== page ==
Accounting practices in the Leuven Academic Hospitals, 1920–60
This chapter scrutinises the role of accounting in the expansion of academic health care in the mid-twentieth century. Taking the hospitals run by the Catholic University of Leuven (Belgium) as a case study, it analyses the impact of a professionalising administration – accountants, economists, and managers included – on hospital governance. Its main argument is that accounting practices proved crucial for the establishment of the modern academic health centre as they enabled a centrally directed redistribution of means and responsibilities, in line with the health policies of the Belgian postwar welfare state and academic educational reforms. The chapter shows how the aggregate budgets, preprinted forms, and ‘strength reports’ designed by postwar bookkeepers effectively shaped new hospital realities. While new specialised medical services received more (financial) autonomy, the opportunities for expansion of other services were limited. The chapter further shows how such top-down and performative accounting differed from (and clashed with) professors’ prewar managerial roles. The autonomy of the latter as the directors of their own medical institutes was gradually limited. A heated debate over a centralised accounting department of the Leuven hospital for collecting the fees stemming from Belgian Social Security in 1944 illustrated the erosion of prewar hospital governance. Henceforth, centralised accounting became key to setting in motion the wheels of medical expansion.
This edited volume offers the first comprehensive historical overview of the Belgian medical field in the nineteenth and twentieth centuries. Its chapters develop narratives that go beyond traditional representations of medicine in national overviews, which have focused mostly on state–profession interactions. Instead, the chapters bring more complex histories of health, care and citizenship. These new histories explore the relation between medicine and a variety of sociopolitical and cultural views and realities, treating themes such as gender, religion, disability, media, colonialism, education and social activism. The novelty of the book lies in its thorough attention to the (too often little studied) second half of the twentieth century and to the multiplicity of actors, places and media involved in the medical field. In assembling a variety of new scholarship, the book also makes a contribution to ‘decentring’ the European historiography of medicine by adding the perspective of a particular country – Belgium – to the literature.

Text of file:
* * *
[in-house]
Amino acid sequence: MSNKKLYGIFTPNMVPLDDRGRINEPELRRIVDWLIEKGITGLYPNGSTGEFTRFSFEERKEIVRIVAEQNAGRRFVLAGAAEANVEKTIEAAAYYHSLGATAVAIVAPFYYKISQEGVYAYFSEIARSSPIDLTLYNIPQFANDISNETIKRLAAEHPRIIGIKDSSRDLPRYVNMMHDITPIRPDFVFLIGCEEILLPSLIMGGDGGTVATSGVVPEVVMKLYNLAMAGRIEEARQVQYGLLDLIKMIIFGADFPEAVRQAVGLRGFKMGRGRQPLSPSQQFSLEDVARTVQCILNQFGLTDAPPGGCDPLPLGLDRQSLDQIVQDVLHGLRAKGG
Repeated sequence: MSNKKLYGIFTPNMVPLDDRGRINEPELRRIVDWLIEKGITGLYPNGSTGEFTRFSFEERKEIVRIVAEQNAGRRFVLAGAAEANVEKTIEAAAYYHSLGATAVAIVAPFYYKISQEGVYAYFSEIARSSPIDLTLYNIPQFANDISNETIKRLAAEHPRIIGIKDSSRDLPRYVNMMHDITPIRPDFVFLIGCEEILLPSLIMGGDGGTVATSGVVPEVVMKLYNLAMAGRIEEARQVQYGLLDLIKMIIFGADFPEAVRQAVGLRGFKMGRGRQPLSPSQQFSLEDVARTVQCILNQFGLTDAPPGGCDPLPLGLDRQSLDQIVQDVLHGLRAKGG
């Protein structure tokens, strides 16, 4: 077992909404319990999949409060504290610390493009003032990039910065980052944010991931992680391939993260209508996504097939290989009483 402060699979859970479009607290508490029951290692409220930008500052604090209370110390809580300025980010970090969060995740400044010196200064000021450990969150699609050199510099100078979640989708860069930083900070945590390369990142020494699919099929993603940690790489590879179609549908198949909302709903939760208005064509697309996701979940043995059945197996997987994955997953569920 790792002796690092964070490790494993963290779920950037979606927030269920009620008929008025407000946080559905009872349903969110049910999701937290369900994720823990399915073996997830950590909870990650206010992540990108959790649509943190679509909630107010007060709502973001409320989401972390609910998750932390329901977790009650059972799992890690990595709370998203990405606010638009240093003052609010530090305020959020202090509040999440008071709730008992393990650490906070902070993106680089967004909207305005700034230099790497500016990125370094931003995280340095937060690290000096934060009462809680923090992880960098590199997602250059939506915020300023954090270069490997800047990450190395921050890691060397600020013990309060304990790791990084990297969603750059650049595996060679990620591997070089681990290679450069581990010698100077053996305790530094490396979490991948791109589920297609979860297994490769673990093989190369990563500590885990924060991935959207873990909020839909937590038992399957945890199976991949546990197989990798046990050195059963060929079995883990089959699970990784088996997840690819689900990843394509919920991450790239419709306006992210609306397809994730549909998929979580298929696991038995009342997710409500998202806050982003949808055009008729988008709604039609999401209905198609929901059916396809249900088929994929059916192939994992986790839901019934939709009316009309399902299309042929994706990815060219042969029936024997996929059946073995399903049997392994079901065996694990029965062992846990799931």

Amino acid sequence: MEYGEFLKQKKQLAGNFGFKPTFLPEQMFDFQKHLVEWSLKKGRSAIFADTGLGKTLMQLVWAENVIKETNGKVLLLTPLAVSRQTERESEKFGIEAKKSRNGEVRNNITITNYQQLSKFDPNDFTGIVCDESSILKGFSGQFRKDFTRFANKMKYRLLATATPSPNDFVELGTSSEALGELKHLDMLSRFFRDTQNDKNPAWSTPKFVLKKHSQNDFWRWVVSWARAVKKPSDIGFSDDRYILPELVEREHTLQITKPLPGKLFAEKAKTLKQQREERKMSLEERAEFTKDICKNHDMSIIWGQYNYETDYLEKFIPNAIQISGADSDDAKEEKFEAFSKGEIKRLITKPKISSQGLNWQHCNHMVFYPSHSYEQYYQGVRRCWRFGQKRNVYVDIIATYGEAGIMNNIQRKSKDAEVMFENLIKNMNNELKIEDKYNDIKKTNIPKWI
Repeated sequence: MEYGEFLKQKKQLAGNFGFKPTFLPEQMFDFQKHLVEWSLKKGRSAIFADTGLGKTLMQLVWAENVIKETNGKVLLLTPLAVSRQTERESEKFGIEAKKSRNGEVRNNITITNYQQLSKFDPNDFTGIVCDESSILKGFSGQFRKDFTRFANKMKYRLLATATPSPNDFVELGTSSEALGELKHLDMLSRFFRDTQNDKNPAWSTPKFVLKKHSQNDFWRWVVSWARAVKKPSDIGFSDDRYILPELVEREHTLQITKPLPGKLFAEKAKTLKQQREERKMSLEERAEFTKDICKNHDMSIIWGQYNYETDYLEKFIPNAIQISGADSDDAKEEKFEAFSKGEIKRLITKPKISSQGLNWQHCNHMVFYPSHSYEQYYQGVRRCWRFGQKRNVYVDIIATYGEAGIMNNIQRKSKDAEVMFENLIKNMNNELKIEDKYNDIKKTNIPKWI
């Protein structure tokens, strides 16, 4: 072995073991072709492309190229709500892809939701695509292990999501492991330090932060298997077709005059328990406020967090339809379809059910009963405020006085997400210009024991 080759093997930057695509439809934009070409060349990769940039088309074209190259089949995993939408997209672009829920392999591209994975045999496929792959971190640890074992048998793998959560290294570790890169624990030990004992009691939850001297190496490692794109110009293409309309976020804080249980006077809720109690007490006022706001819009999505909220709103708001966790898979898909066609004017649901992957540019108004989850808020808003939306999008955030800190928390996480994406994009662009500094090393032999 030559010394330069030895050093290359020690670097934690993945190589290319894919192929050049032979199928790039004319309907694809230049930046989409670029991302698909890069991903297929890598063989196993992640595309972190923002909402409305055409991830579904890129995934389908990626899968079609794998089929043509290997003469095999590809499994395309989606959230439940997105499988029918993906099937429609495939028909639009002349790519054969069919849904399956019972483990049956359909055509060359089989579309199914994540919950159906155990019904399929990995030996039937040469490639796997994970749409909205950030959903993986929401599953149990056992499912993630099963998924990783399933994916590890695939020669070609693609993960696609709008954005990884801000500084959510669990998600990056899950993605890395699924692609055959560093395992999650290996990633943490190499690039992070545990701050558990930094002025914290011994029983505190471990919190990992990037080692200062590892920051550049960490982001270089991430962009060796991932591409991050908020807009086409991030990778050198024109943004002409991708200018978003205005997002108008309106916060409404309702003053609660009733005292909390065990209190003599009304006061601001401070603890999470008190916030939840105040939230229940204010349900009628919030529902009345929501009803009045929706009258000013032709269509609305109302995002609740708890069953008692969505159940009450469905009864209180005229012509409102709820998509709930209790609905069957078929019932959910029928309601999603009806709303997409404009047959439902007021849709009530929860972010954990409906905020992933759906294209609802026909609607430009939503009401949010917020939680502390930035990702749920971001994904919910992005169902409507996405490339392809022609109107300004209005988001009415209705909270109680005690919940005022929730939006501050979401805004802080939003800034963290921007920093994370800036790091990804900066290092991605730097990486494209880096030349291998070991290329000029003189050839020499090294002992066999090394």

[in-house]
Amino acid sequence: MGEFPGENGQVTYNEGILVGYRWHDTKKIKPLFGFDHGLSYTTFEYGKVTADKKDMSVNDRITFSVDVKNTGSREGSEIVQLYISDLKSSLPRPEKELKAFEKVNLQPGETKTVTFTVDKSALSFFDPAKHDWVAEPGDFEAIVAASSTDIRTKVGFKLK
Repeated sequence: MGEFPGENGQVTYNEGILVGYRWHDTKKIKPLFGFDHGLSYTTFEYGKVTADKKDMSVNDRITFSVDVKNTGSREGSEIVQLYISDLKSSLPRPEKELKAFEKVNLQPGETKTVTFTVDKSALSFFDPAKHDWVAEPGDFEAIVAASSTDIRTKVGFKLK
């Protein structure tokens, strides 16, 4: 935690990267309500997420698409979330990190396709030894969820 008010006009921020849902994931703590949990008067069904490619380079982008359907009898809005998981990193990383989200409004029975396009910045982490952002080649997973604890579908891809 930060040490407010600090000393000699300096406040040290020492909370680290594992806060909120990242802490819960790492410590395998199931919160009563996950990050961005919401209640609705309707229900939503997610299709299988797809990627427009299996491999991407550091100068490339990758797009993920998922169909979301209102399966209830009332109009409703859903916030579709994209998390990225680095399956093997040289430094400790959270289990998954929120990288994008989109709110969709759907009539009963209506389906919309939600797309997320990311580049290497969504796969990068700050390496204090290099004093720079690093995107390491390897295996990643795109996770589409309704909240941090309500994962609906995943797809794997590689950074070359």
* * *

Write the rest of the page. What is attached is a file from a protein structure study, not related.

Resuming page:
In an era of transnational and global historiography, reflecting on the national frames of writing medical history remains a necessary endeavour. On the one hand, it helps historians to interrogate the metanarratives they use in writing about the medical past, many of which still focus on interactions between physicians and the state and stem from an older social historiography of medicine. By widening their gaze to a history of (health) care, historians may bring a broader range of actors and influences into the limelight. On the other hand, questioning national frames of writing history also shows the complex stratification of local practices, international circulation of scientific knowledge and national structures. Medical histories of modern Belgium therefore consist above all of a variety of entanglements taking place both in Belgium and beyond.
This chapter offers a varied overview of the historical relation between medicine and religion in Belgium, which was until the 1960s a predominantly Catholic country. Moving beyond a too strong political reading of healthcare debates, in which both fields have been described as opposites (competing with one another or aiming for compromise), this chapter pays attention to intellectual encounters and to the role of religious practices and beliefs in medicine. First, the chapter sketches the evolution of Catholic organisations and institutions, most notably the changing role of religious orders, which in Belgium have held a firm grip on the medical field. It describes evolving Catholic views on ‘care’, along with political conflicts over an expanding welfare state and changing views on the growing role of lay medical personnel. Second, the chapter turns to religious practices, rituals and exceptional phenomena such as miracles, and the medical debates these inspired. From a medical perspective, religion could be a source of health (e.g. ‘moral therapy’ to treat mental illness) or disease (e.g. Christomanie). Third, the chapter goes on to discuss how Catholic doctors and caregivers gave their religious views a place in their professional work and identities. Here the chapter turns to medical ethics and professional codes of conduct, and the ways in which these have been inspired by Catholic thinking. The chapter pays particular attention to questions related to reproductive medicine and the end of life.